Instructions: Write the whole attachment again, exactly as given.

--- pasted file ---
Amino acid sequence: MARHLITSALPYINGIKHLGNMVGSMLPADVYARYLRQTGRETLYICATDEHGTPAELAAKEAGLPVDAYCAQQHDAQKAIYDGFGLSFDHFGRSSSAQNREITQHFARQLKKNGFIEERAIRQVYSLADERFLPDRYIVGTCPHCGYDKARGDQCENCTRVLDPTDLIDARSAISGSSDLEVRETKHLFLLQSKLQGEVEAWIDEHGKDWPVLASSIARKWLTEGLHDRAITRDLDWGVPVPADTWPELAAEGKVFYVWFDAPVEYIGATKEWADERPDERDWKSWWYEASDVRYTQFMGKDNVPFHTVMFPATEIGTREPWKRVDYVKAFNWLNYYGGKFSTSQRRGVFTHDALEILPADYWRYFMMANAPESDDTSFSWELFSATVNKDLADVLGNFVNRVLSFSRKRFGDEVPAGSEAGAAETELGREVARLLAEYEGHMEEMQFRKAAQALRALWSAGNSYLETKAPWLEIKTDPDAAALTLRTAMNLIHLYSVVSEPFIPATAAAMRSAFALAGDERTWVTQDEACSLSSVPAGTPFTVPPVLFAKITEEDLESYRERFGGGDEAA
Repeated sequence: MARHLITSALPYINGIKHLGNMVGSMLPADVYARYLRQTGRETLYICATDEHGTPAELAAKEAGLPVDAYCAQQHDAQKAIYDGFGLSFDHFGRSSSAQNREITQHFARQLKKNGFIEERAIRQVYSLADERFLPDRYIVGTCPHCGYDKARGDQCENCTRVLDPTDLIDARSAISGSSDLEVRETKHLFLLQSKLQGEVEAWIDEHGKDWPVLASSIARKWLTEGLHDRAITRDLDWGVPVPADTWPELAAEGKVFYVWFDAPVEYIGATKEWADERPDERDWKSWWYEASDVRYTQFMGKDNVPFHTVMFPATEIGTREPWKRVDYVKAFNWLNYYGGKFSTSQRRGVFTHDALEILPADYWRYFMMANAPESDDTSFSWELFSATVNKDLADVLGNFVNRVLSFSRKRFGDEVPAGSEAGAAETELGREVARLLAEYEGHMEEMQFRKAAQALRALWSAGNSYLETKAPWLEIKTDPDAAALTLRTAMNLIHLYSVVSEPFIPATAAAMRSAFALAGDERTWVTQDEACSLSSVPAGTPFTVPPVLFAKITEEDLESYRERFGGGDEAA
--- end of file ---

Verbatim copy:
Amino acid sequence: MARHLITSALPYINGIKHLGNMVGSMLPADVYARYLRQTGRETLYICATDEHGTPAELAAKEAGLPVDAYCAQQHDAQKAIYDGFGLSFDHFGRSSSAQNREITQHFARQLKKNGFIEERAIRQVYSLADERFLPDRYIVGTCPHCGYDKARGDQCENCTRVLDPTDLIDARSAISGSSDLEVRETKHLFLLQSKLQGEVEAWIDEHGKDWPVLASSIARKWLTEGLHDRAITRDLDWGVPVPADTWPELAAEGKVFYVWFDAPVEYIGATKEWADERPDERDWKSWWYEASDVRYTQFMGKDNVPFHTVMFPATEIGTREPWKRVDYVKAFNWLNYYGGKFSTSQRRGVFTHDALEILPADYWRYFMMANAPESDDTSFSWELFSATVNKDLADVLGNFVNRVLSFSRKRFGDEVPAGSEAGAAETELGREVARLLAEYEGHMEEMQFRKAAQALRALWSAGNSYLETKAPWLEIKTDPDAAALTLRTAMNLIHLYSVVSEPFIPATAAAMRSAFALAGDERTWVTQDEACSLSSVPAGTPFTVPPVLFAKITEEDLESYRERFGGGDEAA
Repeated sequence: MARHLITSALPYINGIKHLGNMVGSMLPADVYARYLRQTGRETLYICATDEHGTPAELAAKEAGLPVDAYCAQQHDAQKAIYDGFGLSFDHFGRSSSAQNREITQHFARQLKKNGFIEERAIRQVYSLADERFLPDRYIVGTCPHCGYDKARGDQCENCTRVLDPTDLIDARSAISGSSDLEVRETKHLFLLQSKLQGEVEAWIDEHGKDWPVLASSIARKWLTEGLHDRAITRDLDWGVPVPADTWPELAAEGKVFYVWFDAPVEYIGATKEWADERPDERDWKSWWYEASDVRYTQFMGKDNVPFHTVMFPATEIGTREPWKRVDYVKAFNWLNYYGGKFSTSQRRGVFTHDALEILPADYWRYFMMANAPESDDTSFSWELFSATVNKDLADVLGNFVNRVLSFSRKRFGDEVPAGSEAGAAETELGREVARLLAEYEGHMEEMQFRKAAQALRALWSAGNSYLETKAPWLEIKTDPDAAALTLRTAMNLIHLYSVVSEPFIPATAAAMRSAFALAGDERTWVTQDEACSLSSVPAGTPFTVPPVLFAKITEEDLESYRERFGGGDEAA